Tag Archive: Water

PSA: Water

The Surprisingly Strange Physics of Water

1. Race to the bottom

A logical person might assume that it would take longer for hot water to plunge down the temperature scale to 32 degrees Fahrenheit (0 degrees Celsius) and freeze than would cold water. But oddly enough, this is not always the case. As was first observed by a Tanzanian high school student, Erasto Mpemba, in 1963, hot water actually freezes faster than cold water when the two bodies of water are exposed to the same subzero surroundings.

And no one knows why.

One possibility is that the Mpemba effect results from a heat circulation process called convection. In a container of water, warmer water rises to the top, pushing the colder water beneath it and creating a “hot top.” Scientists speculate that convection could somehow accelerate the cooling process, allowing hotter water to freeze faster than cooler water, despite how much more mercury it has to cover to get to the freezing point.

2. Levitating liquid

When a drop of water lands on a surface much hotter than its boiling point, it can skitter across the surface for much longer than you’d expect. Called the Leidenfrost effect, this occurs because, when the bottom layer of the drop vaporizes, the gaseous water molecules in that layer have nowhere to escape, so their presence insulates the rest of the droplet and prevents it from touching the hot surface below. The droplet thus survives for several seconds without boiling away.

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Scientists say the notoriously dry continent of Africa is sitting on a vast reservoir of groundwater.

They argue that the total volume of water in aquifers underground is 100 times the amount found on the surface.

The team have produced the most detailed map yet of the scale and potential of this hidden resource.

Writing in the journal Environmental Research Letters, they stress that large scale drilling might not be the best way of increasing water supplies.

Across Africa more than 300 million people are said not to have access to safe drinking water.

Demand for water is set to grow markedly in coming decades due to population growth and the need for irrigation to grow crops.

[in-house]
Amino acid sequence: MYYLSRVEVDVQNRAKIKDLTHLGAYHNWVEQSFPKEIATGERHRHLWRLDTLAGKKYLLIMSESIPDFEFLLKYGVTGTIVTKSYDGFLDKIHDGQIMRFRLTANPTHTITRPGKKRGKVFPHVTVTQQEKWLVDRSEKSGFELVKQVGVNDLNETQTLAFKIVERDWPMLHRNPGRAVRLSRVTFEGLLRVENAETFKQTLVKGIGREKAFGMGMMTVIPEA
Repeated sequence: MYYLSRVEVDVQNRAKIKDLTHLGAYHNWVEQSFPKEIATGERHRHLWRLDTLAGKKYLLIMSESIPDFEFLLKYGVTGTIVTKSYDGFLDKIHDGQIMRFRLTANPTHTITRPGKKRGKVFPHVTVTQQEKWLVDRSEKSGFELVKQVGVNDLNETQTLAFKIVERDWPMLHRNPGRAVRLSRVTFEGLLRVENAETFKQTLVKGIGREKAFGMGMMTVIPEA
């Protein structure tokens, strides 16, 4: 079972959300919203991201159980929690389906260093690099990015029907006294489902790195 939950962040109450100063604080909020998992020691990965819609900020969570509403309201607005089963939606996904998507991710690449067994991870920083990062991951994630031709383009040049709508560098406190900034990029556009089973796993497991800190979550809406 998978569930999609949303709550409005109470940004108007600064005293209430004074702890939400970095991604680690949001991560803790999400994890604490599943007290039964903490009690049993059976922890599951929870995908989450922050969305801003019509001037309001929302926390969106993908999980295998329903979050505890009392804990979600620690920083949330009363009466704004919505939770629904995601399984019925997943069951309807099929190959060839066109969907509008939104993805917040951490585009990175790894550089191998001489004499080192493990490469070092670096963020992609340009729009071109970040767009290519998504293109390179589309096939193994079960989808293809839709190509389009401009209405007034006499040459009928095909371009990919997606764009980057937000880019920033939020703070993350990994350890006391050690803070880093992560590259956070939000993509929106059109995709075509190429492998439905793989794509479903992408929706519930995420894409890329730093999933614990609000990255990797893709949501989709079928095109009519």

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Plant Sends Tweets for Water

Botanicalls Kits let plants reach out for human help! They offer a connection to your leafy pal via online Twitter status updates to your mobile phone. When your plant needs water, it will post to let you know, and send its thanks when you show it love. It comes as a kit so that you can hone your soldering skills (or teach someone else) while you build a line of communication between you and your houseplant!

This kit comes with everything you need to get your plant tweeting in no time. The ATmega328 comes pre-programmed, but you can customize it with your own messages. The only thing you need to provide is a plant, network connection (and Ethernet cable), and a power outlet.

This incredible water-powered jetpack lets you plow effortlessly through the water like a dolphin.

The Water Powered Dolphin Jetpack video dolphins

The Water Powered Dolphin Jetpack video dolphins

Data from a NASA planetary mission have provided scientists evidence of what appears to be a body of liquid water, equal in volume to the North American Great Lakes, beneath the icy surface of Jupiter’s moon, Europa.

The data suggest there is significant exchange between Europa’s icy shell and the ocean beneath. This information could bolster arguments that Europa’s global subsurface ocean represents a potential habitat for life elsewhere in our solar system. The findings are published in the scientific journal Nature.

“The data opens up some compelling possibilities,” said Mary Voytek, director of NASA’s Astrobiology Program at agency headquarters in Washington. “However, scientists worldwide will want to take a close look at this analysis and review the data before we can fully appreciate the implication of these results.”

NASA’s Galileo spacecraft, launched by the space shuttle Atlantis in 1989 to Jupiter, produced numerous discoveries and provided scientists decades of data to analyze. Galileo studied Jupiter, which is the most massive planet in the solar system, and some of its many moons.

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One of the great mysteries of planetary science is how Earth got so wet. By the time our planet formed about 4.5 billion years ago, the Sun’s heat had driven most of the Solar System’s complement of water out toward the edges. Most of it is still there, frozen solid in, among other things, the rings of Saturn, Jupiter’s moon Europa, the bodies of Neptune and Uranus and billions upon billions of comets.

But the Earth has plenty of water as well, and scientists have wondered for years how it got here. One leading theory: it came from a fusillade of comets that came screaming back in toward the Sun a half-billion years or so after our planet formed. That idea got a big boost just last week with the discovery that some comets, at least, have the same chemical signature as the water found on Earth.

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